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Grady releasing 1,000 rape kits withheld from law enforcement

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Atlanta Journal-Constitution reporter Willoughby Mariano began investigating Grady Memorial Hospital this spring, when the hospital confirmed it had locked away DNA and other evidence for as many as 1,500 rape victims. She investigated further when interviews with hospital officials, law enforcement and experts revealed that Grady was giving incorrect or conflicting information. In June, the AJC revealed that Grady routinely failed to report possible sexual assaults to law enforcement despite state requirements, and withheld rape kits from police when victims wanted them to be released.

The state’s largest public hospital is releasing to law enforcement more than 1,000 packages of sex crime evidence that have been locked away in file cabinets since 2000, The Atlanta Journal-Constitution has learned.

An AJC investigation in June found that 1,500 of these rape kits had piled up at Grady Memorial Hospital, in part because it failed to report many of these crimes to police. Medical staff at Grady, which is home to the sole rape crisis center for Fulton County’s nearly 1 million residents, collected samples of bodily fluids, hair and other evidence through special forensic exams that can be so invasive that they cause emotional trauma. Yet the kits were never tested for DNA, even when victims requested the evidence be shared with police.

Officials at the taxpayer-supported hospital initially acknowledged that 130 of these kits belonged to victims who wanted them sent to police. The new number Grady provided to the AJC is nearly eight times that amount. A written statement Grady officials sent to the AJC did not give a reason for the abrupt and steep increase, clarify why they are not sending some 500 kits that remain in storage, or say if police had investigated any of these cases. Hospital spokeswoman Lindsay Caulfield declined to make hospital officials available for questioning.

“Grady and law enforcement have committed to developing new strategies to harmoniz patient privacy rights with law enforcement’s vital mission to protect crime victims,” Grady’s statement said.

Fulton County District Attorney Paul Howard, who helped arrange for transfer of the kits to the Georgia Bureau of Investigation, and said in a separate written statement that “all parties are actively working toward a final resolution of the remaining rape kits.” He was not available for comment before deadline.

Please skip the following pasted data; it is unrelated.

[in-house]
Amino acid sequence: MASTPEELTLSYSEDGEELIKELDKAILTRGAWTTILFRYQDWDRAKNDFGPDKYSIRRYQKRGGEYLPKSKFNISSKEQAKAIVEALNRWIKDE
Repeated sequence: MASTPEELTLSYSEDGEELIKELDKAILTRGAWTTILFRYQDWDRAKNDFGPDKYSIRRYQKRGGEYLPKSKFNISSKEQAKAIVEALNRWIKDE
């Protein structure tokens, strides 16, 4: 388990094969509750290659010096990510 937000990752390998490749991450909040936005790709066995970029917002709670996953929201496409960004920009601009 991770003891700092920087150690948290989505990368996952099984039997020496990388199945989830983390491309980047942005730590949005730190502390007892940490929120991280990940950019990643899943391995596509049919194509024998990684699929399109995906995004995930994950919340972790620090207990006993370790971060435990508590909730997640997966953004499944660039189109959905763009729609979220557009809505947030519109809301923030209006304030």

Grady’s decision to turn the rape kits over to authorities, while welcome news to victims’ rights advocates, is placing strain on resources at the GBI, which manages the state’s forensic labs.

GBI lacks manpower and funding to handle the additional workload, said Deputy Director George Herrin, who runs the agency’s forensic lab system. There are so many Grady kits that it can only accept 100 of them per week.

“We’re completely swamped,” said Herrin. A single kit can cost $600 to $1,000 to analyze, and the additional kits from Grady could increase the current four-month wait for DNA results. This year, GBI is already coping with a 20 percent increase statewide in law enforcement requests for forensic testing.

Grady declined requests to release the kits or make them available to an outside auditor for more than a decade. They said patients endured what can be a six-hour forensic exam where their wounds are photographed and body cavities are swabbed, but told Grady they did not want a police investigation. If a victim signed a form consenting to the kit’s release, but said verbally they did not wish to cooperate with law enforcement, Grady filed the kit away because federal privacy regulations barred their release, hospital attorney Timothy Jefferson said.

But those same federal rules permit hospitals to hand evidence to police if required by state law; Georgia law mandates that hospitals report injuries that may be tied to a crime and disclose information that can help an investigation.

The release of the kits is only the first step in what could be a years-long process. Law enforcement has yet to decide how — or if — to proceed with investigations once testing takes place. Opening them would require contacting victims, which could inflict additional emotional trauma on them.

Regardless, Georgia Innocence Project Executive Director Aimee Maxwell, who offered to audit Grady’s kits more than a decade ago, is glad to see the evidence is finally in the hands of law enforcement.

“I think we’re going to get some answers, and I think it’s great,” Maxwell said. “Wouldn’t it have been great if it happened 15 years ago?”

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